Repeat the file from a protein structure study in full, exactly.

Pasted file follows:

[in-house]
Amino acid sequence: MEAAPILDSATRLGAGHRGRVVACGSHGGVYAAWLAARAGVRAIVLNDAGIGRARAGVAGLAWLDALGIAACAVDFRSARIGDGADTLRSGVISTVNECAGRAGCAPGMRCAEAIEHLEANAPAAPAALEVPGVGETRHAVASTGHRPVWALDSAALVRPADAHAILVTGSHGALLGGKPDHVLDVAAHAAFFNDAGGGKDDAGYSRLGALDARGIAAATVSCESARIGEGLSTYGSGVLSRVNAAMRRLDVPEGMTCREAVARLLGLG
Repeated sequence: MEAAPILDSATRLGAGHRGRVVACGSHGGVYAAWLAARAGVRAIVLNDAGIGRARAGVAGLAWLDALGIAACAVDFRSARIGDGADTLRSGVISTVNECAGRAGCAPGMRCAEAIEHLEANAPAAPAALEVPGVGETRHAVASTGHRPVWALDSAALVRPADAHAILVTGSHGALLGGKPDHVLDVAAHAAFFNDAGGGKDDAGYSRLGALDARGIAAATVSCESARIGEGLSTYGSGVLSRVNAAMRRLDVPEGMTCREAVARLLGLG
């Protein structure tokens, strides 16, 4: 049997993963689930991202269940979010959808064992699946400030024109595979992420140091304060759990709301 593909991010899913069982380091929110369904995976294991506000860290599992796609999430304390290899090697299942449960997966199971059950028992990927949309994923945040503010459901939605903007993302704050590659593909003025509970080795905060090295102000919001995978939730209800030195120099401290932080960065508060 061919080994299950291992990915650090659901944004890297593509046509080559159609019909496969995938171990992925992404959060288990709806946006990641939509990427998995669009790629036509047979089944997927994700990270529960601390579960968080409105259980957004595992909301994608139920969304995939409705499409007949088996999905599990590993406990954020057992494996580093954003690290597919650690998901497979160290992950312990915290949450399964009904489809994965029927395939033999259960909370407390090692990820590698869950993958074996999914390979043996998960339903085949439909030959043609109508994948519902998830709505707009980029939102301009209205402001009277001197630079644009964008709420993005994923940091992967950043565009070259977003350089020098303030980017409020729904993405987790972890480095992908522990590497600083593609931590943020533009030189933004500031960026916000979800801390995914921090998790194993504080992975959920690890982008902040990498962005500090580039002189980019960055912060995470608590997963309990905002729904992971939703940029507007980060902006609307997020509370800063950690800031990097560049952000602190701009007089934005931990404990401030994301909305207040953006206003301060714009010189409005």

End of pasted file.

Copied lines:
[in-house]
Amino acid sequence: MEAAPILDSATRLGAGHRGRVVACGSHGGVYAAWLAARAGVRAIVLNDAGIGRARAGVAGLAWLDALGIAACAVDFRSARIGDGADTLRSGVISTVNECAGRAGCAPGMRCAEAIEHLEANAPAAPAALEVPGVGETRHAVASTGHRPVWALDSAALVRPADAHAILVTGSHGALLGGKPDHVLDVAAHAAFFNDAGGGKDDAGYSRLGALDARGIAAATVSCESARIGEGLSTYGSGVLSRVNAAMRRLDVPEGMTCREAVARLLGLG
Repeated sequence: MEAAPILDSATRLGAGHRGRVVACGSHGGVYAAWLAARAGVRAIVLNDAGIGRARAGVAGLAWLDALGIAACAVDFRSARIGDGADTLRSGVISTVNECAGRAGCAPGMRCAEAIEHLEANAPAAPAALEVPGVGETRHAVASTGHRPVWALDSAALVRPADAHAILVTGSHGALLGGKPDHVLDVAAHAAFFNDAGGGKDDAGYSRLGALDARGIAAATVSCESARIGEGLSTYGSGVLSRVNAAMRRLDVPEGMTCREAVARLLGLG
């Protein structure tokens, strides 16, 4: 049997993963689930991202269940979010959808064992699946400030024109595979992420140091304060759990709301 593909991010899913069982380091929110369904995976294991506000860290599992796609999430304390290899090697299942449960997966199971059950028992990927949309994923945040503010459901939605903007993302704050590659593909003025509970080795905060090295102000919001995978939730209800030195120099401290932080960065508060 061919080994299950291992990915650090659901944004890297593509046509080559159609019909496969995938171990992925992404959060288990709806946006990641939509990427998995669009790629036509047979089944997927994700990270529960601390579960968080409105259980957004595992909301994608139920969304995939409705499409007949088996999905599990590993406990954020057992494996580093954003690290597919650690998901497979160290992950312990915290949450399964009904489809994965029927395939033999259960909370407390090692990820590698869950993958074996999914390979043996998960339903085949439909030959043609109508994948519902998830709505707009980029939102301009209205402001009277001197630079644009964008709420993005994923940091992967950043565009070259977003350089020098303030980017409020729904993405987790972890480095992908522990590497600083593609931590943020533009030189933004500031960026916000979800801390995914921090998790194993504080992975959920690890982008902040990498962005500090580039002189980019960055912060995470608590997963309990905002729904992971939703940029507007980060902006609307997020509370800063950690800031990097560049952000602190701009007089934005931990404990401030994301909305207040953006206003301060714009010189409005």